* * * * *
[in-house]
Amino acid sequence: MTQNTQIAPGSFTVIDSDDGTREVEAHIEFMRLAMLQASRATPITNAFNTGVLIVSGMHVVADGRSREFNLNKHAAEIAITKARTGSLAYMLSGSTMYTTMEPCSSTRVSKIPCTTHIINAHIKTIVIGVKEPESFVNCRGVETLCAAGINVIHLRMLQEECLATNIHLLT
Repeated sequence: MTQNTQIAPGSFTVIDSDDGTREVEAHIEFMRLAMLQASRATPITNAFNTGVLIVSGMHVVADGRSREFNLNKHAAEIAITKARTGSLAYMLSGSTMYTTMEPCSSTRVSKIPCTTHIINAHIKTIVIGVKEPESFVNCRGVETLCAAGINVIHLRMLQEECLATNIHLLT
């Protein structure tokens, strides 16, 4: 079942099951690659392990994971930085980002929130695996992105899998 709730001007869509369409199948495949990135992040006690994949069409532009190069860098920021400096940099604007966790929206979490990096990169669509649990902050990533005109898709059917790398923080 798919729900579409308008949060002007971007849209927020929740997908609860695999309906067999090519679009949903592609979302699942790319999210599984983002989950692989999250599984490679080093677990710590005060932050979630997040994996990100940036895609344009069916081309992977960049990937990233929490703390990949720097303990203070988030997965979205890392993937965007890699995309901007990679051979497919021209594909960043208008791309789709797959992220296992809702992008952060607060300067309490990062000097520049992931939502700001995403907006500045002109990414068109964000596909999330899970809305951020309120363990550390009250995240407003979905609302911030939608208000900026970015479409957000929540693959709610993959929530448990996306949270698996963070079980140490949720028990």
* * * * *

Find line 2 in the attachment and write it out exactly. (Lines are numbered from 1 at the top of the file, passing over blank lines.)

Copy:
Amino acid sequence: MTQNTQIAPGSFTVIDSDDGTREVEAHIEFMRLAMLQASRATPITNAFNTGVLIVSGMHVVADGRSREFNLNKHAAEIAITKARTGSLAYMLSGSTMYTTMEPCSSTRVSKIPCTTHIINAHIKTIVIGVKEPESFVNCRGVETLCAAGINVIHLRMLQEECLATNIHLLT